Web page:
Talk:Construction of Smith Number from Prime Repunit

$3304$ is not the smallest multiplier.

According to https://primes.utm.edu/glossary/page.php?sort=SmithNumber, we have a list of multipliers, smallest of which is $1540$.

The webpage has made no claims on whether $1540$ is the smallest working multiplier.

(Curiously the webpage does not list $3304$ even though it works.)

$3304$ could be the smallest multiplier that gives the digit sum $n + 27$?

It shouldn't be hard to crunch through a few thousand numbers, so I will give it some thought. --RandomUndergrad (talk) 05:14, 7 March 2022 (UTC)

Or find the sequence on OEIS: This sequence is A104167 in the On-Line Encyclopedia of Integer Sequences (N. J. A. Sloane (Ed.), 2008).
--RandomUndergrad (talk) 06:01, 7 March 2022 (UTC)
Yep, it's added to the list of errata (not that it really was an erratum when Wells wrote it). --prime mover (talk) 06:04, 7 March 2022 (UTC)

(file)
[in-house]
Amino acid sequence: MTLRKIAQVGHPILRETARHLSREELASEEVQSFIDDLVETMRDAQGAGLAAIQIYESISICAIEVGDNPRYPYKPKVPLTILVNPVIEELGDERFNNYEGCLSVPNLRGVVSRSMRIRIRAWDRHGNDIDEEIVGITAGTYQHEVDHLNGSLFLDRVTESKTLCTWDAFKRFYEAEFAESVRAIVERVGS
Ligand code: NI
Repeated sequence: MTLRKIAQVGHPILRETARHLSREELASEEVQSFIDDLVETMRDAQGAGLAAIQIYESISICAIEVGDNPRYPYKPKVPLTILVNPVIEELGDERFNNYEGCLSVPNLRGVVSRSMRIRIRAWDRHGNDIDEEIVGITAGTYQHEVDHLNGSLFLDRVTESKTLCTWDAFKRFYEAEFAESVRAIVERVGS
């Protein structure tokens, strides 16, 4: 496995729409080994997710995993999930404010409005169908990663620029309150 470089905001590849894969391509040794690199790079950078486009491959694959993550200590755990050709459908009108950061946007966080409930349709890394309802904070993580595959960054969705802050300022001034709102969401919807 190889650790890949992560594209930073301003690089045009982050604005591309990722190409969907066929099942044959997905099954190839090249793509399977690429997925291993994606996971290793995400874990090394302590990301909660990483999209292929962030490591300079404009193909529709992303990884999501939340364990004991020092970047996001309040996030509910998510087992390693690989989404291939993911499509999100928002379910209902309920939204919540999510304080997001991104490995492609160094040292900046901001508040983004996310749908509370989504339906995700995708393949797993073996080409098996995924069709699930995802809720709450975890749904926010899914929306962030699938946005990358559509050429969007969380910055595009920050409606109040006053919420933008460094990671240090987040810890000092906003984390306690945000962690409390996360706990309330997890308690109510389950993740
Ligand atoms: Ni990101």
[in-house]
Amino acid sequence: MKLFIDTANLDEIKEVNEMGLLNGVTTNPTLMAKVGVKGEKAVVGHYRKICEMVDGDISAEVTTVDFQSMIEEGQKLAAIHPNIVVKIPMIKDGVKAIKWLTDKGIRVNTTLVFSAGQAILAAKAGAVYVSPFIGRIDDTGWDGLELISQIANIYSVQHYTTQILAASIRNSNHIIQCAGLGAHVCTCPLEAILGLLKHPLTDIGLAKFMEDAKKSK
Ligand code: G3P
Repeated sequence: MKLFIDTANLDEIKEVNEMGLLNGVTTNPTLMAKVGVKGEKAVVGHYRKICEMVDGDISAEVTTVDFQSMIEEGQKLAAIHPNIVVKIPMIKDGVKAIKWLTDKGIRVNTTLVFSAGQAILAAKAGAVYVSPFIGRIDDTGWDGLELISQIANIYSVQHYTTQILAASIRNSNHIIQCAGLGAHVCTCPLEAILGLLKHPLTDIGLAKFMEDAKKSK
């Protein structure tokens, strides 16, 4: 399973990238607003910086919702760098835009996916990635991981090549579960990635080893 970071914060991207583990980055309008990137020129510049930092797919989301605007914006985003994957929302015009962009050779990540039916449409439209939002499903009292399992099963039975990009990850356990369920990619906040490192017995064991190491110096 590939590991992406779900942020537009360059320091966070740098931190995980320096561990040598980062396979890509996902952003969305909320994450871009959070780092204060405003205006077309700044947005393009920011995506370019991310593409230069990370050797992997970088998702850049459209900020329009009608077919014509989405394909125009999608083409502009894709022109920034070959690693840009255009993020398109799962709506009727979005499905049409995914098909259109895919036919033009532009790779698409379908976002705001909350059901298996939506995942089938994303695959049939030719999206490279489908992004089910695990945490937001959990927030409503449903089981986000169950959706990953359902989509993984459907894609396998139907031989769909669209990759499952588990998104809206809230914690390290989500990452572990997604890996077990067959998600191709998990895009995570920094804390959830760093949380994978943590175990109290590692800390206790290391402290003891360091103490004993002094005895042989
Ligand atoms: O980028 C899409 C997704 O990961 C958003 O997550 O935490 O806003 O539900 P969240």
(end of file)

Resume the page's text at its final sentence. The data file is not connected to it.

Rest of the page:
Oh, and don't trust the OEIS sequence, it is just a copy of the above website and does not include $3304$. The field is wide open for research.
Do you have an account set up on OEIS? --prime mover (talk) 06:06, 7 March 2022 (UTC)
I think it is the other way round: the website took an exerpt from the OEIS sequence (the OEIS sequence has 1000 terms).
$3304$ was excluded because it does not work for $R_n = 11$; all other numbers in the sequence works for $11$ as well, as remarked in the comments of that sequence.
On an unrelated note, I do have an account there. --RandomUndergrad (talk) 06:28, 7 March 2022 (UTC)
Sorry, yes of course. I wasn't paying attention. --prime mover (talk) 07:26, 7 March 2022 (UTC)